Free as in beer is a great concept, too. Photo (CC-BY-SA) The Art Gallery of Knoxville. While on the topic of the conflict between the GPL-licensed free VLC video tool (and GPL software in general) and Apple’s App Store, I can’t help but be slightly amused at the common reaction. It goes like this: “hey, isn’t this all in conflict with the spirit of open source?” Of course, that’s the point. The GPL protects certain rights a developer wants the user to have. Apple’s store imposes specific restrictions. Each party is entirely free to do so; they own the code …

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As Apple Pulls GPL-Licensed VLC, The Developers' Version of Events, What it Means for Free Video

Why did Apple remove the free VLC video player from its iOS store? One developer close to the story who asked not to be named answered that question, simply, “No f**king idea.” And that perhaps sums up the mess, misunderstandings, and resentment now surrounding a mobile port of the video app. The word “open” these days seems to mean whatever people want it to mean. But a dust-up over the distribution of free and open source video player VLC is far from abstract. By determining whether or not people are able to use a popular video tool on their iPads, …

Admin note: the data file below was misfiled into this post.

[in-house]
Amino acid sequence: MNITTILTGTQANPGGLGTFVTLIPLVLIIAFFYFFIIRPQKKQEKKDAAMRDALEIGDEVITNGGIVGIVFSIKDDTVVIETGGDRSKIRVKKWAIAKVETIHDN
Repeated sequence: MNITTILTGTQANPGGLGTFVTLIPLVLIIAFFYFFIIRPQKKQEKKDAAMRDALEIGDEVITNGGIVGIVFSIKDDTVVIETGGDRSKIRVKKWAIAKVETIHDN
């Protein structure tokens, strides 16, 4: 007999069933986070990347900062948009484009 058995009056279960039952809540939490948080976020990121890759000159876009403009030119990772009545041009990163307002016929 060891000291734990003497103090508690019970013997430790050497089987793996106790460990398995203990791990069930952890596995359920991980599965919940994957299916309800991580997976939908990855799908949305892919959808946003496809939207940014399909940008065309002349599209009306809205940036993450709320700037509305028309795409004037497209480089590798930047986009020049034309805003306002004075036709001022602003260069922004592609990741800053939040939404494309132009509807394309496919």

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As Apple Pulls GPL-Licensed VLC, The Developers’ Version of Events, What it Means for Free Video

Why did Apple remove the free VLC video player from its iOS store? One developer close to the story who asked not to be named answered that question, simply, “No f**king idea.” And that perhaps sums up the mess, misunderstandings, and resentment now surrounding a mobile port of the video app. The word “open” these days seems to mean whatever people want it to mean. But a dust-up over the distribution of free and open source video player VLC is far from abstract. By determining whether or not people are able to use a popular video tool on their iPads, …

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a3_midi_overview

Ardour 3, Free DAW, is Nearly Done – And, With MIDI, Could Become Your Main DAW